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a catalog of biological databases

e.g., animal; RNA; Methylation; China

Database information

ISHAM-ITS reference DNA barcoding database (International Society of Human and Animal Mycology (ISHAM)-ITS reference DNA barcoding database)

General information

Description: ISHAM is a world wide organization that represents all clinical scientists and fundamental researchers with interest in fungal diseases and fungus-like infections. It is an independant society that is non-political and non-discriminatory. It exists solely to encourage and facilitate the study and practice of all aspects of medical and veterinary mycology. The aim of ISHAM is to facilitate on an international basis the exchange of ideas and information and provide assistance pertaining to medical and veterinary mycology.
Year founded: 2015
Last update:
Version:
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Accessible
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Country/Region: Australia
Data type:
DNA
Data object:
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Major organism:
Keywords:

Contact information

University/Institution: University of Sydney
Address: Molecular Medical Mycology Medicine, Westmead Clinical School, The Westmead Institute for Medical Research, University of Sydney, Sydney, Australia
City: Sydney
Province/State:
Country/Region: Australia
Contact name (PI/Team): Wieland Meyer
Contact email (PI/Helpdesk): wieland.meyer@sydney.edu.au

Record metadata

Created on: 2018-01-28
Curated by:
Sidra Younas [2018-04-12]

Ranking

All databases:
484/4549 (89.382%)
Gene genome and annotation:
182/1212 (85.066%)
Health and medicine:
92/917 (90.076%)
Metadata:
38/437 (91.533%)
484
Total Rank
73
Citations
14.6
z-index

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Publications

25802363
International Society of Human and Animal Mycology (ISHAM)-ITS reference DNA barcoding database--the quality controlled standard tool for routine identification of human and animal pathogenic fungi. [PMID: 25802363]
Irinyi L, Serena C, Garcia-Hermoso D, Arabatzis M, Desnos-Ollivier M, Vu D, Cardinali G, Arthur I, Normand AC, Giraldo A, da Cunha KC, Sandoval-Denis M, Hendrickx M, Nishikaku AS, de Azevedo Melo AS, Merseguel KB, Khan A, Parente Rocha JA, Sampaio P, da Silva Briones MR, e Ferreira RC, de Medeiros Muniz M, Castañón-Olivares LR, Estrada-Barcenas D, Cassagne C, Mary C, Duan SY, Kong F, Sun AY, Zeng X, Zhao Z, Gantois N, Botterel F, Robbertse B, Schoch C, Gams W, Ellis D, Halliday C, Chen S, Sorrell TC, Piarroux R, Colombo AL, Pais C, de Hoog S, Zancopé-Oliveira RM, Taylor ML, Toriello C, de Almeida Soares CM, Delhaes L, Stubbe D, Dromer F, Ranque S, Guarro J, Cano-Lira JF, Robert V, Velegraki A, Meyer W.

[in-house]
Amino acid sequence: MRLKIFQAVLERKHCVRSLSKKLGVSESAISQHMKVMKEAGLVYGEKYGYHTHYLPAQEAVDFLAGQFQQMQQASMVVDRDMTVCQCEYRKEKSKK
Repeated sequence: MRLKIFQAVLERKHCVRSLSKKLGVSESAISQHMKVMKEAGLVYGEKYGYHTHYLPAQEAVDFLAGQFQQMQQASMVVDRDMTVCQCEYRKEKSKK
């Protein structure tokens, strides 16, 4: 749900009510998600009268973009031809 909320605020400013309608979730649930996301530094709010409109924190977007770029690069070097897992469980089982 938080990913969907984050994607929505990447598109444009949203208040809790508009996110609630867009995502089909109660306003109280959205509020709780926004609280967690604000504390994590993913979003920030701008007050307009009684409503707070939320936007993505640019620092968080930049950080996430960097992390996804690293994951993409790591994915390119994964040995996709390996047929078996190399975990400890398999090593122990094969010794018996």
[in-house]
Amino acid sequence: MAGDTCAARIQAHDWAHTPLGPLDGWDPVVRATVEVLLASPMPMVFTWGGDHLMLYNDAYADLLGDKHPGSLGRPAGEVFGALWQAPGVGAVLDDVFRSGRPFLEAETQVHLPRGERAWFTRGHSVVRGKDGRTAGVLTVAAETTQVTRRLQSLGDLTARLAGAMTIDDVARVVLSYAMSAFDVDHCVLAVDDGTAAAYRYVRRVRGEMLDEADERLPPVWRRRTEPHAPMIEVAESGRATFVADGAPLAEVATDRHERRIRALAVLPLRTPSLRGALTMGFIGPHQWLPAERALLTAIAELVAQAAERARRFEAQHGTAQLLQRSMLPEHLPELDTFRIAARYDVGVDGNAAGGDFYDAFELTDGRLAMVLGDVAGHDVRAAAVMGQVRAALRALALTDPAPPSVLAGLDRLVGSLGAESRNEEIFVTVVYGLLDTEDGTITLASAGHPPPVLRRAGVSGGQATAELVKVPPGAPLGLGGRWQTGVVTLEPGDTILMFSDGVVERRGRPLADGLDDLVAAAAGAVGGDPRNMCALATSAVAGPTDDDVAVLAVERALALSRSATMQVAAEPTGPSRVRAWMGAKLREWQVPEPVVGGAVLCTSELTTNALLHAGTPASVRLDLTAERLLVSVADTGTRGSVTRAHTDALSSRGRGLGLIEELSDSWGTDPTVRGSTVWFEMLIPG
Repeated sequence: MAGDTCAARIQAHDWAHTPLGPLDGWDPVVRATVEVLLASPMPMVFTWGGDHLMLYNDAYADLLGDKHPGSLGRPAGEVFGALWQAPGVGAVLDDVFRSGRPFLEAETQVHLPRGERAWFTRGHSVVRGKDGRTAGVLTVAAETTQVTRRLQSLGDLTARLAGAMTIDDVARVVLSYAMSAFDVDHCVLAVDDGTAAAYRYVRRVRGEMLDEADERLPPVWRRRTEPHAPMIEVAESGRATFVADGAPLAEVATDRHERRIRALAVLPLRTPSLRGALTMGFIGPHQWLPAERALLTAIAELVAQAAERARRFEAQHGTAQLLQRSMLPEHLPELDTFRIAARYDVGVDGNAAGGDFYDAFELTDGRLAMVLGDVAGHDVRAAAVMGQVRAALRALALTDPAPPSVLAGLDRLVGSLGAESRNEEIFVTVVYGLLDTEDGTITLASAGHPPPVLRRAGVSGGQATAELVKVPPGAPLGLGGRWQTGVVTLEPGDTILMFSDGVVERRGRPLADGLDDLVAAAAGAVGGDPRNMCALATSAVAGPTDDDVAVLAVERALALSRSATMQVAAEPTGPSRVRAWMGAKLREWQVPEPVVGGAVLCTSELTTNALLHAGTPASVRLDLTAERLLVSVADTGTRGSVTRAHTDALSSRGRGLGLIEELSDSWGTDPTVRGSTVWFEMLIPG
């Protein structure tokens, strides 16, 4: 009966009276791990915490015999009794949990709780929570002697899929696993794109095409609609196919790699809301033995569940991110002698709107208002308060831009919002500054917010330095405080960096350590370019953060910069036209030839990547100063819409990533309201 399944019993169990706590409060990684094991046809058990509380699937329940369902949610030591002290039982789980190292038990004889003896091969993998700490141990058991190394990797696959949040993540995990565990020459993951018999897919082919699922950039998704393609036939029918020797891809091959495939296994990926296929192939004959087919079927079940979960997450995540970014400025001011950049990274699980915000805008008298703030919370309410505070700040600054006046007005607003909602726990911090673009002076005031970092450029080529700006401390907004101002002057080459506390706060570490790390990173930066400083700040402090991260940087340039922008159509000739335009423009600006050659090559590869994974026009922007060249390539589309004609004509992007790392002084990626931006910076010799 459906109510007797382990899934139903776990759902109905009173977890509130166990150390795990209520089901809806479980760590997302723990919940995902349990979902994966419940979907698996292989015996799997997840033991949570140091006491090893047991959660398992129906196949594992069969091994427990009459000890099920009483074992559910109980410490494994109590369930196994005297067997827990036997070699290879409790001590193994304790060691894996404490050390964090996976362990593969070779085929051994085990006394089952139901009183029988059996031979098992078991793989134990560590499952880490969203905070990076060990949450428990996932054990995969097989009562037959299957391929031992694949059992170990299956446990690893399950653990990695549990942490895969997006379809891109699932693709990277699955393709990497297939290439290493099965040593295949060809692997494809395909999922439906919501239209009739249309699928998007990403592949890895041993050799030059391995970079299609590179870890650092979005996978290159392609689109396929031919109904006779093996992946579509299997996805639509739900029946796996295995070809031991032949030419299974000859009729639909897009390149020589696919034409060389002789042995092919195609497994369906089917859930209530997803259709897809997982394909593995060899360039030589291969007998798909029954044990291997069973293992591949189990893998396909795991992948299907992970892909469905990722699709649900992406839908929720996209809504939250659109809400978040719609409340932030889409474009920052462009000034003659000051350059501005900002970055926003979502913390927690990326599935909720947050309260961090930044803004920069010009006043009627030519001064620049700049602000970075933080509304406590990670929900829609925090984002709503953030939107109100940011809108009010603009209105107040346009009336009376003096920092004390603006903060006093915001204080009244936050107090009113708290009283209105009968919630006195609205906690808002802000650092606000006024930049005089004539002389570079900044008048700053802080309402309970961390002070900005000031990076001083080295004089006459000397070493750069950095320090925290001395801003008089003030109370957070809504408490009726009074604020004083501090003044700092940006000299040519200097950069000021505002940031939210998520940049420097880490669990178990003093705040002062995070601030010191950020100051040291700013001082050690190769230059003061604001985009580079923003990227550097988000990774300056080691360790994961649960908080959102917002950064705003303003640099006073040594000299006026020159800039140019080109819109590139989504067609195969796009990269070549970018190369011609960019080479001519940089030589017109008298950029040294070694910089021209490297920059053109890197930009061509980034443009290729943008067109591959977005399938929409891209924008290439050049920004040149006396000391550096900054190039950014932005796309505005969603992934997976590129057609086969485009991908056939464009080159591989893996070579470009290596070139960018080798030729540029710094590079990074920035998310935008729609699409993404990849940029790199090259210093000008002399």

Human and animal fungal pathogens are a growing threat worldwide leading to emerging infections and creating new risks for established ones. There is a growing need for a rapid and accurate identification of pathogens to enable early diagnosis and targeted antifungal therapy. Morphological and biochemical identification methods are time-consuming and require trained experts. Alternatively, molecular methods, such as DNA barcoding, a powerful and easy tool for rapid monophasic identification, offer a practical approach for species identification and less demanding in terms of taxonomical expertise. However, its wide-spread use is still limited by a lack of quality-controlled reference databases and the evolving recognition and definition of new fungal species/complexes. An international consortium of medical mycology laboratories was formed aiming to establish a quality controlled ITS database under the umbrella of the ISHAM working group on "DNA barcoding of human and animal pathogenic fungi." A new database, containing 2800 ITS sequences representing 421 fungal species, providing the medical community with a freely accessible tool at http://www.isham.org/ and http://its.mycologylab.org/ to rapidly and reliably identify most agents of mycoses, was established. The generated sequences included in the new database were used to evaluate the variation and overall utility of the ITS region for the identification of pathogenic fungi at intra-and interspecies level. The average intraspecies variation ranged from 0 to 2.25%. This highlighted selected pathogenic fungal species, such as the dermatophytes and emerging yeast, for which additional molecular methods/genetic markers are required for their reliable identification from clinical and veterinary specimens.

Med Mycol. 2015:53(4) | 73 Citations (from Europe PMC, 2020-07-11)